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Manuel G. Romero, PhD, ATC, CSCS, PES, CES

Clinical Assistant Professor


Phone: 209.032.3310


BS in Biology, Loyola Marymount University, 1997

MS in Exercise Science, California University of Pennsylvania, 2005

PhD in Athletic Training, Rocky Mountain University of Health Professions, 2015

At Pacific Since: 2020

Manuel “Manny” G. Romero, PhD, ATC, CSCS, PES, CES earned his bachelor of science in biology from Loyola Marymount University in 1997 and his master of science in exercise science from California University of Pennsylvania in 2005. He earned his doctor of philosophy in athletic training from Rocky Mountain University of Health Professions in 2015.

Throughout his career, Dr. Romero has paired a hands-on approach with clinical knowledge. He also brings strong interpersonal skills to his work in rehabilitation, injury prevention and overall athletic performance. As an athletic trainer, he has employed cutting-edge technology, including the use of facial recognition and artificial intelligence to aid with movement assessments.

Prior to coming to Pacific, Dr. Romero worked for two NBA teams. He served as head athletic trainer and director of research and innovation for the Sacramento Kings. Familiar with working under pressure, he has been involved in several playoffs. He spent seven seasons with the Los Angeles Lakers, culminating in two world championships.

Dr. Romero is a member of the National Athletic Trainers Association (NATA), the National Strength and Conditioning Association (NSCA) and the National Academy of Sports Medicine (NASM). He is a NATA Certified Athletic Trainer and NSCA Certified Strength and Conditioning Specialist.

A strong proponent of continuing education, he is a NASM Certified Corrective Exercise Specialist and Performance Enhancement Specialist. Dr. Romero has also completed the Functional Movement Systems Level 1, Gary Institute’s Chain Reaction Transformation, NATA’s Evaluation and Interpretation of Running Gait and Owens Recovery Science’s Blood Flow Restriction. His desire to maintain a firm grasp on new technology and advances in sports medicine prompted him to earn his PhD.


Teaching Philosophy: “I hope to facilitate independent, critical and creative thinking. The athletic training profession requires an understanding of a wide variety of practical domains. My recent clinical experience has allowed me to provide students with present-day clinical scenarios. We often work through these as a team to create effective collaboration in real-world situations. Establishing strong connections between the students, content and clinical practice is important in athletic training education. My hope is that the connections I help students form will not only give them the skills and experience to be successful in their individual careers, but will be long-lasting and will help shape how they engage with society.”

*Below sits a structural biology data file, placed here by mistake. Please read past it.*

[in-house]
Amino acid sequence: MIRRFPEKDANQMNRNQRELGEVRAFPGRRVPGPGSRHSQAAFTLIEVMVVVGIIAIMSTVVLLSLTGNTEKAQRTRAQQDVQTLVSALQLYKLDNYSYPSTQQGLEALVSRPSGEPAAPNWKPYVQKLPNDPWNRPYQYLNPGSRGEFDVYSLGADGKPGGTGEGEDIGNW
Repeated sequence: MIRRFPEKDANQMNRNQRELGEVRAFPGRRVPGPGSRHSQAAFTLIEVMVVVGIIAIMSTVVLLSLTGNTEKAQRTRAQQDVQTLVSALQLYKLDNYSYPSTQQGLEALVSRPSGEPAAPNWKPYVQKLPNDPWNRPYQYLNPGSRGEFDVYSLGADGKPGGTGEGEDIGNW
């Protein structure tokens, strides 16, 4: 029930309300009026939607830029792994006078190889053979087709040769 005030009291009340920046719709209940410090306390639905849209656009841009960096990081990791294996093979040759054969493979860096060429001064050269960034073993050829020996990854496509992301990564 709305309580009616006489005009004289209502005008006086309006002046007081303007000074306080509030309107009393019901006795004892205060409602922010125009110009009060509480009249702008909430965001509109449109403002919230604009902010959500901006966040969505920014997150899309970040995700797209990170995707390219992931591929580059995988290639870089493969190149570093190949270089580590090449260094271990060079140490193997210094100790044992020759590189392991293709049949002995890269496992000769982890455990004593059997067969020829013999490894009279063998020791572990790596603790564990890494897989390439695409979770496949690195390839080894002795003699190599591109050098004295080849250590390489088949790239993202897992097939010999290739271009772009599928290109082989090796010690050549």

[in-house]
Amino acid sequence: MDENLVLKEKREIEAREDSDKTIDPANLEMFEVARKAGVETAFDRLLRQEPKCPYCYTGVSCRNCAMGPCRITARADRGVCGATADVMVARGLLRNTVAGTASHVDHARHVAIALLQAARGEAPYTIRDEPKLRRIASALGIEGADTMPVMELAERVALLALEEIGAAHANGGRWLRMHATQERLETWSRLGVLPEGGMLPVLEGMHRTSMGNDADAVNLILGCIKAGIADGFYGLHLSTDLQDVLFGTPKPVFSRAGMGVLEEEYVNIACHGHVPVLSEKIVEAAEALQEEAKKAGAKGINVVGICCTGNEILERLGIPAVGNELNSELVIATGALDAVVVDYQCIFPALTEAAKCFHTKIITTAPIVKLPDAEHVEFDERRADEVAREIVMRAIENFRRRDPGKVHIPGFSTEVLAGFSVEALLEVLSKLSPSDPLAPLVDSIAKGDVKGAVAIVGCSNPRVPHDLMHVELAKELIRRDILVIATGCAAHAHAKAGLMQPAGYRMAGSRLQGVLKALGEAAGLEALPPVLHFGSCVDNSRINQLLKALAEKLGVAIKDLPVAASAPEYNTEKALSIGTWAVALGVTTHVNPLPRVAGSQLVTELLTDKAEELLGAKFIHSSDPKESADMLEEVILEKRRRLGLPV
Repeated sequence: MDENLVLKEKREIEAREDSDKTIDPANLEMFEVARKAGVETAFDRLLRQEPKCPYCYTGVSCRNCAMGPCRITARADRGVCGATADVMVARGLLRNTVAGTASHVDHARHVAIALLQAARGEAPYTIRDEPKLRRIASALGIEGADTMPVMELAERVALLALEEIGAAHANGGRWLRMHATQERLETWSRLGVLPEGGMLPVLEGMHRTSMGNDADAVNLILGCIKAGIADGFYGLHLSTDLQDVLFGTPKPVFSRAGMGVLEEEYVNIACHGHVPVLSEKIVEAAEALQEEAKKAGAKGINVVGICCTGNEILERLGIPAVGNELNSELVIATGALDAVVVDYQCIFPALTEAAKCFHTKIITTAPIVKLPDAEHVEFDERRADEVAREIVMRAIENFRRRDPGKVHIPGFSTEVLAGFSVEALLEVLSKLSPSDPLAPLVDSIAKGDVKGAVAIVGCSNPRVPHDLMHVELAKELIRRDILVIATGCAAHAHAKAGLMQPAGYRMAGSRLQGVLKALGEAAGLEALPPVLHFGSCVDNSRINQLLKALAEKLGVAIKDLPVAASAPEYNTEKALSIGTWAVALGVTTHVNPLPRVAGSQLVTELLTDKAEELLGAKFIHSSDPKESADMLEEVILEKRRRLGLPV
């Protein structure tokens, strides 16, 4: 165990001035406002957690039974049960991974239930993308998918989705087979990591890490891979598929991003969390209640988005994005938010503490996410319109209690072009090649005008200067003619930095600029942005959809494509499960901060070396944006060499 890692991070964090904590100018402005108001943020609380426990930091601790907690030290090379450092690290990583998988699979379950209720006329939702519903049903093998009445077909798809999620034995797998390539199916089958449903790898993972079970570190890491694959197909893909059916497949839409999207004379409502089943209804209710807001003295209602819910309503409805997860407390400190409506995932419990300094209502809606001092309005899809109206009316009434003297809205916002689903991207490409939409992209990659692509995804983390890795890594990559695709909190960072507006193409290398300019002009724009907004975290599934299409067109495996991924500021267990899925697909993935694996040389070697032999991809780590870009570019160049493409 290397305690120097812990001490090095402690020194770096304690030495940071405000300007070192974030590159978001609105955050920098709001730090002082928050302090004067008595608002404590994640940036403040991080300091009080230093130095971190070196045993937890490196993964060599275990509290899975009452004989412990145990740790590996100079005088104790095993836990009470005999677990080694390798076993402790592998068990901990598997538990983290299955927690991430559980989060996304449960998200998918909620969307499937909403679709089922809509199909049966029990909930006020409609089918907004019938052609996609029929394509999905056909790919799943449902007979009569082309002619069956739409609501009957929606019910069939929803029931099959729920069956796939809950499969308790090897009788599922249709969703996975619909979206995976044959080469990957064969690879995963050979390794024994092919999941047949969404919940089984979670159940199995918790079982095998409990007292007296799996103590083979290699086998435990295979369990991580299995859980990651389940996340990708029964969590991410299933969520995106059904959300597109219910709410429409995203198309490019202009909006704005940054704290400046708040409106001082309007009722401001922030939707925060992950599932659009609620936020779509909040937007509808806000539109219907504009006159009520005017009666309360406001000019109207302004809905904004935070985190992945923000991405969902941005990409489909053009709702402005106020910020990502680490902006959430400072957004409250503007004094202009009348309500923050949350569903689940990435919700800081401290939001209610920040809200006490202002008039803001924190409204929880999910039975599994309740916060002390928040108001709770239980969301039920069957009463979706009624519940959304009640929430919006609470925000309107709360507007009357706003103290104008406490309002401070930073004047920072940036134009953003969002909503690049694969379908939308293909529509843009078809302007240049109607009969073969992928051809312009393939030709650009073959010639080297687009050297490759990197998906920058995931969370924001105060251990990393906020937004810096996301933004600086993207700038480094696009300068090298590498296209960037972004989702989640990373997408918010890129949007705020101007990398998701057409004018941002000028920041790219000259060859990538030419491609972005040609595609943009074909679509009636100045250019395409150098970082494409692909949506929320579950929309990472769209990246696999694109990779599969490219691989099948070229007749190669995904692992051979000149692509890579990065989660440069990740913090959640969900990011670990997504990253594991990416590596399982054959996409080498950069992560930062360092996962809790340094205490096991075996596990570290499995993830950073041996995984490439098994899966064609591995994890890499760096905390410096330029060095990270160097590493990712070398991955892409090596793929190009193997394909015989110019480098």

ATTR 200 - Anatomical Kinesiology for Athletic Training
ATTR 211 - Lower Extremity: Examination and Clinical Diagnosis I
ATTR 242 - Strength and Conditioning in Athletic Training
ATTR 251 - Acute Care and Emergency Management
ATTR 287A - Clinical Experience I
ATTR 287B - Clinical Experience II
ATTR287C - Clinical Experience III
ATTR 292A - Pre-Season Clinical Internship
ATTR 292B - Clinical Internship


Research Summary: “My research interests include injury prevention and issues facing athletic trainers working in professional sports. I am currently developing courses and research correlating with a complex system approach to injury risk mitigation.”

Research Interests:

  • Injury prevention
  • Athletic training workplace issues
  • Psychosocial aspects of athletic training

Manuel G. Romero, William A. Pitney, Kirk Brumels, and Stephanie M. Mazerolle (2018) Role Strain, Part 1: Experiences of Athletic Trainers Employed in the Professional Sports Setting. Journal of Athletic Training: February 2018, Vol. 53, No. 2, pp. 184-189.

Manuel G. Romero, William A. Pitney, Stephanie M. Mazerolle, and Kirk Brumels (2018) Role Strain, Part 2: Perceptions Among Athletic Trainers Employed in the Professional Practice Setting. Journal of Athletic Training: February 2018, Vol. 53, No. 2, pp. 190-201.